12. I have often seen and heard musicians [on lots of instruments] whether piano, flute, violin etc.. use the slight lengthening or mildest slowing on certain notes to emphasise the tune in a more individual way, or 'Rubato'.. and I think it is a useful thing to do for more complex or faster pieces, particularly a good way to bring out the particular melody, or to really bring into focus part of a musical work. It can happen quite without thinking in a particularly conscious way, rather than mechanically going at one fixed tempo, to emphasise a particular bar or notes, by that slower fixing onto it, for just a momentary thought. And in slower pieces too, it can bring notice to a melody or piece, in a more lyrical way.
  13. I call awkward reaches on Anglo concertina "finger twisters". Because they are a challenge to play as far as some of the higher notes go. I think the method of doing awkward notes probably best achieved from each person's own experience; because everyone has their own strong points, in dexterity. What suits one may not suit another. Because I am noted for putting my entire hands inside my straps, thumb and all.. it may allow me to reach higher notes differently to that normally recommended; which goes back, again, to individual approach.
  14. This is merely a very short improvised little amusement to accompany this short 'wildlife' film event. The film was made back in about 2015. [ No more to be said-] except, it's sometimes nice to do an 'off-the-cuff' session for the fun of it. And these busy little Sparrows [which I rarely see now in my garden] seemed to need an accompaniment [musical] at least!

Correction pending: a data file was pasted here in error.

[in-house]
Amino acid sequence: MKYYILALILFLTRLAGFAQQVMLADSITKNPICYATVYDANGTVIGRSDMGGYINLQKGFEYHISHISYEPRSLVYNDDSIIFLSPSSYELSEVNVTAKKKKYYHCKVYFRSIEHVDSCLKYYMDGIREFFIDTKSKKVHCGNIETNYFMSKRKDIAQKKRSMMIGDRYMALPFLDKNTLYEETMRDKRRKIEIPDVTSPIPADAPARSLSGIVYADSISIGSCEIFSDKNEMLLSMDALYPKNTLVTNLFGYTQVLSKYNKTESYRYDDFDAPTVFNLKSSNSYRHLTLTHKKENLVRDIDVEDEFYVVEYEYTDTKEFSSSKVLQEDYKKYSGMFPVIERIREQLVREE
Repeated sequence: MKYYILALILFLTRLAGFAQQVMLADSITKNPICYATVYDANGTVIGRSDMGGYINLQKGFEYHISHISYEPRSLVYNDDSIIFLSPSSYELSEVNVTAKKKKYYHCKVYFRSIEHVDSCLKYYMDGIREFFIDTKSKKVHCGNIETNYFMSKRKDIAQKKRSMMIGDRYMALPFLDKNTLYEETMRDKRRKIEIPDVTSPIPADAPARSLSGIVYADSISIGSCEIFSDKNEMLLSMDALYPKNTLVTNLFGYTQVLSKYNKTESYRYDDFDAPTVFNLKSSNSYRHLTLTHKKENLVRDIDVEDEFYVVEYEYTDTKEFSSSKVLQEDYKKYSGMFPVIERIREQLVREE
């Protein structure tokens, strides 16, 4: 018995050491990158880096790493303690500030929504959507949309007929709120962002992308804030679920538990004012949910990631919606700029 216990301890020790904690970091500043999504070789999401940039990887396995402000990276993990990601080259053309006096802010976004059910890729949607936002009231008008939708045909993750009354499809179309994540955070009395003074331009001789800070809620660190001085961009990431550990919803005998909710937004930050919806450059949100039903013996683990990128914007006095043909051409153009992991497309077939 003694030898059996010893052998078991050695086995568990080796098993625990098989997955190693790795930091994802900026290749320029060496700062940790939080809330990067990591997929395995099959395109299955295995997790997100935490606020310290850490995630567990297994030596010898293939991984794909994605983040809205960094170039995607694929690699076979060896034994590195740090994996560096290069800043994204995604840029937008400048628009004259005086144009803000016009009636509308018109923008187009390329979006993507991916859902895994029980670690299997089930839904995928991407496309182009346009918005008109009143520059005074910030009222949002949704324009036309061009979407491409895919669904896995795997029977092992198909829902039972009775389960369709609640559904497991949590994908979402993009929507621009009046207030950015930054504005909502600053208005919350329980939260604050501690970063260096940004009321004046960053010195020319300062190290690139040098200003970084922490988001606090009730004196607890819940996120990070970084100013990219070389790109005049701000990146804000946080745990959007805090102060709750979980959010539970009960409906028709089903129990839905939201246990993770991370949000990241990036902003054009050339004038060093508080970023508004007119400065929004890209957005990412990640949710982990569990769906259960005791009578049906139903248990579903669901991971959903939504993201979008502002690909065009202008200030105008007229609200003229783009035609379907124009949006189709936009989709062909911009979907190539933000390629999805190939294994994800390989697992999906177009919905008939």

15. The repeating of similar notes ( like this A notes) rapidly is always a bit of a challenge. I attempted pieces where one note( in note group) is followed by three repeating same notes ( let's say B followed by three G notes).. played at a fairly quick tempo, and you just have to play them best you can; maybe play slowly until you get used to the method. If the requirement is on a stronger finger, for playing those notes, then it can be easier, but if falls onto smaller fingers, a little weaker, again keep at the practice, and do not be put off if progress seems slow. I tried out a piece meant for mandolin ( Vivaldi), and it posed similar problems, of a lot of short quick, repeated notes. I am not saying it was greatest performance, but I got through it.